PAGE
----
Should You Consider an SMSF to Safeguard Your Future?
Many people today are worried about their financial future, as there seems to be so much uncertainty in the world. Some of those people who are determined to take control of their future are considering whether or not to set up a self-managed superannuation fund. If you've been thinking along these lines, what should you know before proceeding?
What Is an SMSF?
The idea behind a self-managed superannuation fund, or SMSF for short, is to give you enhanced control over your retirement planning. You need to have a sufficient amount of money for the fund already in hand or be ready to contribute to the fund quite significantly in the near future if you are to justify the costs associated with doing this.
Can You Handle It?
You also need to ask yourself if you have available time and resources to be able to establish yourself as a trustee of your own fund. There are a lot of tasks involved, because you have to ensure that the investment strategies are monitored and that you meet all necessary deadlines when it comes to statutory reports. You will also be responsible for keeping up-to-date with the various laws that govern superannuation in Australia, and you need to know what strategies are best in your case, if that means changing direction and adaptation.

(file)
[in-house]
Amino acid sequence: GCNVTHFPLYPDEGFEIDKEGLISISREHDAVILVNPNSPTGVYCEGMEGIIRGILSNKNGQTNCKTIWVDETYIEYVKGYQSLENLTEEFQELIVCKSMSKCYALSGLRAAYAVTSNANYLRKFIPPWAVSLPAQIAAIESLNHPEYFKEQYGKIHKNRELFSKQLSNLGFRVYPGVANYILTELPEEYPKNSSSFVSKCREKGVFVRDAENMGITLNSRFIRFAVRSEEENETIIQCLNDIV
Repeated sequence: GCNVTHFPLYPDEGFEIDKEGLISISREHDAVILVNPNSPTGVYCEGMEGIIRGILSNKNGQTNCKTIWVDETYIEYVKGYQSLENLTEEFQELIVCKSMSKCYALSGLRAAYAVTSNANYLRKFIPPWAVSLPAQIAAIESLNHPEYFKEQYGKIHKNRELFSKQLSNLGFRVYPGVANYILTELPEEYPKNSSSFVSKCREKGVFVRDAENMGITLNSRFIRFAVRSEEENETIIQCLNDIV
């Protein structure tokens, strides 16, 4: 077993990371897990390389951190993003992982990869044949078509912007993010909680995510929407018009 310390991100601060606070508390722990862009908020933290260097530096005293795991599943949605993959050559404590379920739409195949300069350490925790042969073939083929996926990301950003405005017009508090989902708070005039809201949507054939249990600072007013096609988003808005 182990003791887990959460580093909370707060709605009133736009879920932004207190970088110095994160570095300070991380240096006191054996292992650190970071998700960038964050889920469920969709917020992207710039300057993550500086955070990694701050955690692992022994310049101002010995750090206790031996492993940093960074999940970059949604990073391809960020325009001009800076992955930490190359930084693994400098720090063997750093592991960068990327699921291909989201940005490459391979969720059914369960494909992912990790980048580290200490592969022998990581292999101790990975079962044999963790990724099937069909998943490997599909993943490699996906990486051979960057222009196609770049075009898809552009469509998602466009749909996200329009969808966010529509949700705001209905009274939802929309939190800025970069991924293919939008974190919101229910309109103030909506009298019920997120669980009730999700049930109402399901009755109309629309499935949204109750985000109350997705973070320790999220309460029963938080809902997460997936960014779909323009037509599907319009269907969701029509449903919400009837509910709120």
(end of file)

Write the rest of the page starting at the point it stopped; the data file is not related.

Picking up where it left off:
Can You Pass the Sole Purpose Test?
Fundamentally, you need to pass what is known as a "sole purpose test" to qualify to proceed under the laws of the state. This test essentially dictates that the entire fund and its assets are to be used only to give you and other members of the fund specific benefits during retirement. You will be able to bequeath these benefits to dependents in a will or should you become disabled for any reason.
Are You Eligible?
You should know that certain people are ineligible to be a trustee of an SMSF. Specifically, if you've been found guilty of certain criminal offences, deemed to be mentally incompetent, or have an undischarged bankruptcy against your name, then you may not be eligible.
What Do You Need to Know About Residency?
Finally, there are certain rules regarding the residency of trustees and where funds may be lodged or controlled. The fund has to be established in Australia and ordinarily must be controlled by trustees who live in the country. At least half of the assets have to be held by residents of Australia, as well.
As you can see, there is quite a lot involved in not only managing the fund, but deciding whether it's a right "fit" for you in the first place. This is why it's a good idea to consult with an accountant specialising in these funds.